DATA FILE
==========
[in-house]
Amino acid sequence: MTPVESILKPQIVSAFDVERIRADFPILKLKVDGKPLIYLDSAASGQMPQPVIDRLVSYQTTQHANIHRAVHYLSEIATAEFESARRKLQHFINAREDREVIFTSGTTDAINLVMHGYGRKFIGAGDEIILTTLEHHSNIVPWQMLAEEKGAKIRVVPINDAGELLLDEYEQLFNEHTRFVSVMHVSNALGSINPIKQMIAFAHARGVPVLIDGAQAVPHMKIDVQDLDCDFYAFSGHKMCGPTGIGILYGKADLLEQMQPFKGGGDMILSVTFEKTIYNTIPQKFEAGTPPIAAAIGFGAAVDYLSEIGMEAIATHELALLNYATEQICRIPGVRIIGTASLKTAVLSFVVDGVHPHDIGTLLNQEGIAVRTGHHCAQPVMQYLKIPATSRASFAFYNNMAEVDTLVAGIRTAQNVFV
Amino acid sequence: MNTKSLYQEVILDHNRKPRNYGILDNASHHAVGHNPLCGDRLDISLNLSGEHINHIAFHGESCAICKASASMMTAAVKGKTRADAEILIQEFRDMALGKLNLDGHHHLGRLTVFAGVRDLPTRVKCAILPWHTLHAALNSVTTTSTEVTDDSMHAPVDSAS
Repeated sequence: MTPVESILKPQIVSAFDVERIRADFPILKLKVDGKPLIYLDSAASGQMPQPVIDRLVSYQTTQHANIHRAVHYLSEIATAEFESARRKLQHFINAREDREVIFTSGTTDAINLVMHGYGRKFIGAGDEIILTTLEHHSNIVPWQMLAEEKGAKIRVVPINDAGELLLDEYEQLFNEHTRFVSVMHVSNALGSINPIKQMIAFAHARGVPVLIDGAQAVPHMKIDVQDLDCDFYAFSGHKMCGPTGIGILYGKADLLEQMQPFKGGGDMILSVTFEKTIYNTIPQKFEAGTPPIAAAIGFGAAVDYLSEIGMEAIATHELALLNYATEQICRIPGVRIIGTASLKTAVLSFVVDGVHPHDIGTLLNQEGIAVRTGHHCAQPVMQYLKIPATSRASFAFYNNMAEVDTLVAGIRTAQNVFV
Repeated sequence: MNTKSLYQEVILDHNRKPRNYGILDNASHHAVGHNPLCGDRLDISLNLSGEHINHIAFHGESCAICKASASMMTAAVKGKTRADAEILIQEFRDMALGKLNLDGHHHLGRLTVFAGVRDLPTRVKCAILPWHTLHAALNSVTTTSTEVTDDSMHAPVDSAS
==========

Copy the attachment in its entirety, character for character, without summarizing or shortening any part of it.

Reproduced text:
[in-house]
Amino acid sequence: MTPVESILKPQIVSAFDVERIRADFPILKLKVDGKPLIYLDSAASGQMPQPVIDRLVSYQTTQHANIHRAVHYLSEIATAEFESARRKLQHFINAREDREVIFTSGTTDAINLVMHGYGRKFIGAGDEIILTTLEHHSNIVPWQMLAEEKGAKIRVVPINDAGELLLDEYEQLFNEHTRFVSVMHVSNALGSINPIKQMIAFAHARGVPVLIDGAQAVPHMKIDVQDLDCDFYAFSGHKMCGPTGIGILYGKADLLEQMQPFKGGGDMILSVTFEKTIYNTIPQKFEAGTPPIAAAIGFGAAVDYLSEIGMEAIATHELALLNYATEQICRIPGVRIIGTASLKTAVLSFVVDGVHPHDIGTLLNQEGIAVRTGHHCAQPVMQYLKIPATSRASFAFYNNMAEVDTLVAGIRTAQNVFV
Amino acid sequence: MNTKSLYQEVILDHNRKPRNYGILDNASHHAVGHNPLCGDRLDISLNLSGEHINHIAFHGESCAICKASASMMTAAVKGKTRADAEILIQEFRDMALGKLNLDGHHHLGRLTVFAGVRDLPTRVKCAILPWHTLHAALNSVTTTSTEVTDDSMHAPVDSAS
Repeated sequence: MTPVESILKPQIVSAFDVERIRADFPILKLKVDGKPLIYLDSAASGQMPQPVIDRLVSYQTTQHANIHRAVHYLSEIATAEFESARRKLQHFINAREDREVIFTSGTTDAINLVMHGYGRKFIGAGDEIILTTLEHHSNIVPWQMLAEEKGAKIRVVPINDAGELLLDEYEQLFNEHTRFVSVMHVSNALGSINPIKQMIAFAHARGVPVLIDGAQAVPHMKIDVQDLDCDFYAFSGHKMCGPTGIGILYGKADLLEQMQPFKGGGDMILSVTFEKTIYNTIPQKFEAGTPPIAAAIGFGAAVDYLSEIGMEAIATHELALLNYATEQICRIPGVRIIGTASLKTAVLSFVVDGVHPHDIGTLLNQEGIAVRTGHHCAQPVMQYLKIPATSRASFAFYNNMAEVDTLVAGIRTAQNVFV
Repeated sequence: MNTKSLYQEVILDHNRKPRNYGILDNASHHAVGHNPLCGDRLDISLNLSGEHINHIAFHGESCAICKASASMMTAAVKGKTRADAEILIQEFRDMALGKLNLDGHHHLGRLTVFAGVRDLPTRVKCAILPWHTLHAALNSVTTTSTEVTDDSMHAPVDSAS